What other systems or what other situations would there be? Wood. Wood’s a great example. With high humidity in the house you may have a really elevated smell of wood in the house coming from the cabinetry, from the wood floors, even from the wood studs behind the drywall. We’ve got a lot of people calling these days saying that they can smell the pine terpenes coming off of the wood framing of the house. That is, honestly, a problem right now because of the high humidity.
Now humidity or high humidity can cause other issues in the house with wood. Particularly, this time of the year we get a lot of phone calls from folks that are complaining that the wood floors that they installed in the wintertime are now starting to curl or even buckle and they don’t know why, actually. Come to find out that the humidity level in the house is so high that it’s causing the wood to start to move. Remember, wood is hydroscopic. Wood is a sponge, it absorbs the moisture out of the air. As it absorbs into the wood, the wood swells. If the wood can’t go anywhere, if the wood is nailed down or locked together with a click and lock system, if it can’t actually grow it’s going to grow within itself which is the swelling of the wood. That can cause buckling, it can cause permanent damage to the wood. It is reversible to a certain point so you want to catch it in time.
We’ve talked about mold being a problem with high humidity and we’ve talked about chemical fumes being a problem with high humidity. We’ve talked about wood itself being problematic because of the off gassing of the pine, because of the swelling of the wood causing buckling. You can get interior doors, windows, cabinetry starting to stick a little bit because of the swelling of the wood ever so slightly. That swelling can cause opening and closing issues with doors and windows.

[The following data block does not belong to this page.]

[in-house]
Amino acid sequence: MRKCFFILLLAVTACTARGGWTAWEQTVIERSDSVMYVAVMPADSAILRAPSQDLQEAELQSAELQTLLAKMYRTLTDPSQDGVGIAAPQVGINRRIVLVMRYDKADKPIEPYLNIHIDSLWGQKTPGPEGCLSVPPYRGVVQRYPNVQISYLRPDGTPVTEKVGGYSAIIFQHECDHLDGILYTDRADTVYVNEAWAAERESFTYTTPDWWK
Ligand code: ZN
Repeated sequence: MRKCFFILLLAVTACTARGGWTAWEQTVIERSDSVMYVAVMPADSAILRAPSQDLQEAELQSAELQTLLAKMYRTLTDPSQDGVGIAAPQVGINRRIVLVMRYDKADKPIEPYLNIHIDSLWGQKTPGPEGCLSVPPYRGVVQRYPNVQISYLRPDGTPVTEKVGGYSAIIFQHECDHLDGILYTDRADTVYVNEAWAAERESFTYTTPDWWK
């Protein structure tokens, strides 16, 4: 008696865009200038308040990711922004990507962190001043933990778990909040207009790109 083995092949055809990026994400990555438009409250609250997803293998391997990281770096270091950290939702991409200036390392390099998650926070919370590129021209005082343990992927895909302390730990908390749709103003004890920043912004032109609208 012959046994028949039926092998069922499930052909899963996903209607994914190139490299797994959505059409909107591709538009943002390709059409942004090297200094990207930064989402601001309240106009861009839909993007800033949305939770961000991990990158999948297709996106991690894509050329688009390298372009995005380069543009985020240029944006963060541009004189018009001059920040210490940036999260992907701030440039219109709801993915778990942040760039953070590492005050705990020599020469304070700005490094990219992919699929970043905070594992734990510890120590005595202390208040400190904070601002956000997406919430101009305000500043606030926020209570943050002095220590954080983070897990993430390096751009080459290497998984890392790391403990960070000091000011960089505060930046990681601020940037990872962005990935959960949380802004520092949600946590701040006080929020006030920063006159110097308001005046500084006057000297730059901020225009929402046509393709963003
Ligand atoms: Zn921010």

What’s the other thing that we have a problem with high humidity? Well, this is the number one time of the year for clients calling up and saying, “I was using X, Y, Z brand of paint,” or, “I was using Safecoat paint and I painted a month ago and you know what? I can still smell that paint in the house. What’s going on?” Folks, there’s nothing going on with the paint itself. What’s happening is the paint is not fully cured. Now we’ve talked about this in previous episodes of Non Toxic Environments that paint can take up to two weeks to reach a full cure but that’s in a perfect situation. That is, 70 degrees and 50% relative humidity.
If the relative humidity in the house gets above 50%, if the moisture content of the surface that you’re painting gets too high, what happens is it prolongs the curing process. Think of it this way. Close your eyes and imagine what your room looks like when it’s really humid inside. Think of that moisture as being like fog in the room and you painted your room with one coat of primer and two coats of paint.
If you wait the proper amount of time in between coats, which is usually at least two to four hours and that’s the only time you’ve waited, the problem is, is that there’s still too much moisture left in that paint so as you apply the primer coat and that evaporation comes off the paint and tries to evaporate into the ambient air but that fog is in there, that humidity is in there, there’s nowhere for the moisture to go so it stays in the coating longer. You’ll find that the paint stays sticky longer from coat to coat even after your final coat.